What are you listening to as you trek through the snowy campus in this weather? With Ithaca facing record-setting low temperatures, it’s likely that you are not blasting some rock n’ roll.
Cornell researchers found that music choices vary based on weather, culture, age, gender and other factors. Rather than examine the emotions people express or ordinarily feel, Prof. Michael Macy, sociology, and Minsu Park, grad, sought to investigate the emotions people seek to feel by studying their choices of music.
These music choices reflect people’s emotional preferences, which are influenced by time of day and weather and also differ across age, gender, culture and geography, according to their study, which was published in the journal Nature Human Behavior.
Drawing from a massive data set of 765 million online Spotify music plays, the researchers analyzed the musical choices streamed in 2016 by one million people from 51 different countries.
Through the research, Macy and Park found that “night owls” who sought to remain alert during nighttime bent towards relaxing, low-intensity melodies. In the winter, the same trends occurred among Spotify users.
Summer, on the other hand, dictated more upbeat musical preferences as it’s associated with greater activity and daylight.
“We found evidence that seasonal variations in music intensity around the summer solstice may reflect changes in activities associated with warmer temperatures, not changes in daylight,” Macy said.
Macy dubbed this phenomenon “mood management,” or when people utilized music to control their mood, rather than express it.
The study further revealed that Asian civilizations tended to listen to more relaxed music than their Western counterparts.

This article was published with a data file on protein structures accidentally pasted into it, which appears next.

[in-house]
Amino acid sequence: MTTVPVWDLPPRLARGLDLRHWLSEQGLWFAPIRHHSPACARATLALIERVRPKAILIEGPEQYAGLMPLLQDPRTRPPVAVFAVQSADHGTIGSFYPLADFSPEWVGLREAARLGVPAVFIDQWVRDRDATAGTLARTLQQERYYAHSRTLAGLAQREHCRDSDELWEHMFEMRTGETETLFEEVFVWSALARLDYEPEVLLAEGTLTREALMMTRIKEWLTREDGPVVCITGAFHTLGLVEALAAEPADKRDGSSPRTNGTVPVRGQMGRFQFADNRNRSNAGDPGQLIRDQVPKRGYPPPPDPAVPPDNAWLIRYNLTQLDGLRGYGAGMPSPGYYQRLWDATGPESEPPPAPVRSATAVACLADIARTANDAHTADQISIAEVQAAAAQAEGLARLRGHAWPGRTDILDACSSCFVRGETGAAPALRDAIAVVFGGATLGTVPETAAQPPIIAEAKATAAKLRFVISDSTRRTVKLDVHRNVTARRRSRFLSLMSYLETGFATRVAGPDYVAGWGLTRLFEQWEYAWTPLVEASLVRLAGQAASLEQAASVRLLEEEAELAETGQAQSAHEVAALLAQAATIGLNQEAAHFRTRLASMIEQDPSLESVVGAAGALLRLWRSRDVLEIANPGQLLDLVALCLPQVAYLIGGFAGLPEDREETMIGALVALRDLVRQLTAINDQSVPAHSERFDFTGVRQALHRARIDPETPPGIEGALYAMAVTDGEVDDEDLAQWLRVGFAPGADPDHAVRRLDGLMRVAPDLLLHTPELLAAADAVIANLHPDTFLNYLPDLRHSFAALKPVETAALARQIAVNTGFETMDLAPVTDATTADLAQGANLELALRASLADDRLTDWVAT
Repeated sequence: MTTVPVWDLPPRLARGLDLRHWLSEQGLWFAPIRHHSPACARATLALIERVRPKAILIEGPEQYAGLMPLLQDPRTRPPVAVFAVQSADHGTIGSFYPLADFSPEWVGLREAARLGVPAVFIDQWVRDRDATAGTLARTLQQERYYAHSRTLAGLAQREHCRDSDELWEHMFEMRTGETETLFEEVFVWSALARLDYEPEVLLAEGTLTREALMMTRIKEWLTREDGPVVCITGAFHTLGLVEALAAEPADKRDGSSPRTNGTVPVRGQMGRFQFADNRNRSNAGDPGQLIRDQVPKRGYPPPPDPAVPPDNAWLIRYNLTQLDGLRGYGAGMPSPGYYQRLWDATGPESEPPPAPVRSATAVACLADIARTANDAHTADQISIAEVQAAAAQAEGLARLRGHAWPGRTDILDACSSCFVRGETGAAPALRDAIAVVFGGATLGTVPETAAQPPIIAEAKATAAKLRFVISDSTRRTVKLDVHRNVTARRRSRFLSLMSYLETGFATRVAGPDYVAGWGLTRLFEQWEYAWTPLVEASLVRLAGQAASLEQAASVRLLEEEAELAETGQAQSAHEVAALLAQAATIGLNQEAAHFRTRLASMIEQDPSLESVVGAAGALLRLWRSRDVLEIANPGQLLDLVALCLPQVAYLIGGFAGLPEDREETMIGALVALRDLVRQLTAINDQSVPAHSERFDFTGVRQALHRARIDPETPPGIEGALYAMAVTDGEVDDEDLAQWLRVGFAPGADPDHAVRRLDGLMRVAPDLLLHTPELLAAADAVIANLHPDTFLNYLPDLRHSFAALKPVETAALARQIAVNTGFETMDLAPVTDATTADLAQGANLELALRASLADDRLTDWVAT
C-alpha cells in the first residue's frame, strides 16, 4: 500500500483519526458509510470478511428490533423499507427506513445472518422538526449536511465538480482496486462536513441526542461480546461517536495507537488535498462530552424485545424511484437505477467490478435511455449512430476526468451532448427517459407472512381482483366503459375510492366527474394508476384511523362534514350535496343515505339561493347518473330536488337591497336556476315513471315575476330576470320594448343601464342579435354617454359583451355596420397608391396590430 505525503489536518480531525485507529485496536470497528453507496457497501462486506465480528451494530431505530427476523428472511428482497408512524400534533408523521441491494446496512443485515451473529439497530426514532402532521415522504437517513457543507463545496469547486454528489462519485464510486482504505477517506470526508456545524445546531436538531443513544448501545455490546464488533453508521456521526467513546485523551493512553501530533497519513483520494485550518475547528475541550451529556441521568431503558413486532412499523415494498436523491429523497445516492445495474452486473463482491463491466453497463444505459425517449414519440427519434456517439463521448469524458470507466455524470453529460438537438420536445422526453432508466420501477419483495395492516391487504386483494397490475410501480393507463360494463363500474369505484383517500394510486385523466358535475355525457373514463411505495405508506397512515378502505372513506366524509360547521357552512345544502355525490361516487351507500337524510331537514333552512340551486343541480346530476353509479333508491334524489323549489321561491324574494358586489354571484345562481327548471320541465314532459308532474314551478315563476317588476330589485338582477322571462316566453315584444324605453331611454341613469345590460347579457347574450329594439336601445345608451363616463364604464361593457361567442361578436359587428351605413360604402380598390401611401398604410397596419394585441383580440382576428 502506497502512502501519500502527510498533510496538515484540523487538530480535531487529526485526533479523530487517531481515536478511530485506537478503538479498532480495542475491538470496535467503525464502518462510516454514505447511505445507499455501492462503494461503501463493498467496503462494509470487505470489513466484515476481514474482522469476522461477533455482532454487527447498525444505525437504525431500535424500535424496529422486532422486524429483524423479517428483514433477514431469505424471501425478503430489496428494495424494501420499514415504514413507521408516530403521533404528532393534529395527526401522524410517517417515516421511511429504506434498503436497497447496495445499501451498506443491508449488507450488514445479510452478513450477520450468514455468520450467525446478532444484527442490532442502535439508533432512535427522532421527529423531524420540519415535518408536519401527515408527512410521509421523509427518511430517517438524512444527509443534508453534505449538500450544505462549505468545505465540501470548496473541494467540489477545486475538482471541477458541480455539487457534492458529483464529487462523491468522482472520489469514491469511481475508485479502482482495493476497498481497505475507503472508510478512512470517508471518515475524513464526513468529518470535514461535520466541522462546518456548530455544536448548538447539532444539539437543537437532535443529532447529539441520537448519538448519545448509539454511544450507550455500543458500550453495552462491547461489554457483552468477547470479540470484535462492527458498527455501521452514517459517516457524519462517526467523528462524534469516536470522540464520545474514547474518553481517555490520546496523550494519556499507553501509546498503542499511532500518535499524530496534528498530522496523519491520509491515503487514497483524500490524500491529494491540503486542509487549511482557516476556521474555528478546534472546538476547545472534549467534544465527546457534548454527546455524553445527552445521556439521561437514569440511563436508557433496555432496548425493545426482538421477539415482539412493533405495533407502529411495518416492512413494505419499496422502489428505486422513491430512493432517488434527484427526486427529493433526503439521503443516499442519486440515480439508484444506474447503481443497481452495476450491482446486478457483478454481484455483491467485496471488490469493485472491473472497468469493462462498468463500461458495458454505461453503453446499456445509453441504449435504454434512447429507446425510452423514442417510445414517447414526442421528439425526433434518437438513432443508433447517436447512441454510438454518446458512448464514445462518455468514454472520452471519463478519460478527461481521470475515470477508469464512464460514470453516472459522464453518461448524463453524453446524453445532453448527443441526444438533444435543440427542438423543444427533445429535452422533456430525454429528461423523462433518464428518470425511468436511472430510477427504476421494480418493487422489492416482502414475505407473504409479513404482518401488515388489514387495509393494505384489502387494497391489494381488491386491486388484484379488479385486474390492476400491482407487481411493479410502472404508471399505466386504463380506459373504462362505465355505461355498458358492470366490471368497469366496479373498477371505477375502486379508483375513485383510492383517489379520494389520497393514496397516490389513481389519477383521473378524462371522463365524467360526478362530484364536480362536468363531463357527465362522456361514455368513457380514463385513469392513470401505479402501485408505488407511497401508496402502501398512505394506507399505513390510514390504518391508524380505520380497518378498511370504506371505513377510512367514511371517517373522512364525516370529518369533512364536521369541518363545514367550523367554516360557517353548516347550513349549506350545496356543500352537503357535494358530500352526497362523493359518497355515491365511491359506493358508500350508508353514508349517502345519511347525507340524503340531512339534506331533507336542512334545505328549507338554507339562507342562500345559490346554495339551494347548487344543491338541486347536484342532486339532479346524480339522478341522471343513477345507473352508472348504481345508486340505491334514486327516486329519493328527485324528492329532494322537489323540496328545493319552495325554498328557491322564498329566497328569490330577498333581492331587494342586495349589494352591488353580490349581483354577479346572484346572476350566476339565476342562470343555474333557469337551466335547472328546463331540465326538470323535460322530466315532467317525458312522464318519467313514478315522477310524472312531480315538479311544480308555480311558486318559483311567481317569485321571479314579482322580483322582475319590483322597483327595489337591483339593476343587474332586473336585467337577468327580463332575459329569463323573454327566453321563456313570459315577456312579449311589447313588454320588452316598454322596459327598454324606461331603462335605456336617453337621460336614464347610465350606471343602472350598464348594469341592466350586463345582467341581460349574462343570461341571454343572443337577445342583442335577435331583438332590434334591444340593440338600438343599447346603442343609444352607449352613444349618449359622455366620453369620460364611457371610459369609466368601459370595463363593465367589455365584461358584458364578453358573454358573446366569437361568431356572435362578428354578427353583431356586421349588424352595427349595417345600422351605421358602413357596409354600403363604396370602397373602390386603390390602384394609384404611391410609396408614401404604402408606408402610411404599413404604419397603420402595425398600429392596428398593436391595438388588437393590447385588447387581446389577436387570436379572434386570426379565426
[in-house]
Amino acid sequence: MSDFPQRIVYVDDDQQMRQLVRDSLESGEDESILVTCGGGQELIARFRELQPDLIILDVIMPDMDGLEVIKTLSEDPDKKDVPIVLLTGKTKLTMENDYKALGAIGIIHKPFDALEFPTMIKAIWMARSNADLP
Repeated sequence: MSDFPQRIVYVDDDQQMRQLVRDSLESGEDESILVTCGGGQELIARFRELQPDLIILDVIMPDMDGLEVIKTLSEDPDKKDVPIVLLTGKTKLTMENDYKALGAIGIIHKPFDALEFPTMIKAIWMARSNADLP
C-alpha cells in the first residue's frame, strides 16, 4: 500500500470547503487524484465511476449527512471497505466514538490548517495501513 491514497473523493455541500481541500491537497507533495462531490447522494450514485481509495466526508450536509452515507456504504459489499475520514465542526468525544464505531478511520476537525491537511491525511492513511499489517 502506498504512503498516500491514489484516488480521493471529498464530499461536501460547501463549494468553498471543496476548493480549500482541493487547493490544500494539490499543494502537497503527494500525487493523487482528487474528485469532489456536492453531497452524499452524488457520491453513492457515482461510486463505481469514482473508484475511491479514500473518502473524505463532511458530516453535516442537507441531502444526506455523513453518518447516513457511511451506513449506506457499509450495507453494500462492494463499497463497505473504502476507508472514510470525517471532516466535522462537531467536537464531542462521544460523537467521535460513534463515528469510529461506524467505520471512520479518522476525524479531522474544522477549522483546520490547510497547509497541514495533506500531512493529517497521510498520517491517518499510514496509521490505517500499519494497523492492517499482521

Gender and age also plays a role in determining music preferences: in the northern hemisphere, women prefer less intense music, yet these preferences are reversed in the Southern hemisphere, as females sought more upbeat tunes; older people, furthermore, were inclined towards more calming music, while younger people chose more exciting music.
Macy and Park did not speculate on a causal explanation for the findings, instead outlining “a more complete picture of the emotional rhythms in emotional behavior,” the researchers wrote.
“We hope that our study will invite future theory and spur more research,” Park said.
Macy said he was grateful for the opportunity to conduct a study on “such a global scale” with a “cross-cultural” scope because the data is not often available to make these comparisons.
“Social science is very provincial, and the data that we had access to was not just specific to our own culture,” Macy said. “We sometimes get cultural blinders, but the nice thing here was that we could look globally at the affective preferences revealed through music across different cultures and regions.”
An earlier version of this article misquoted the reasoning behind the seasonal variations in music.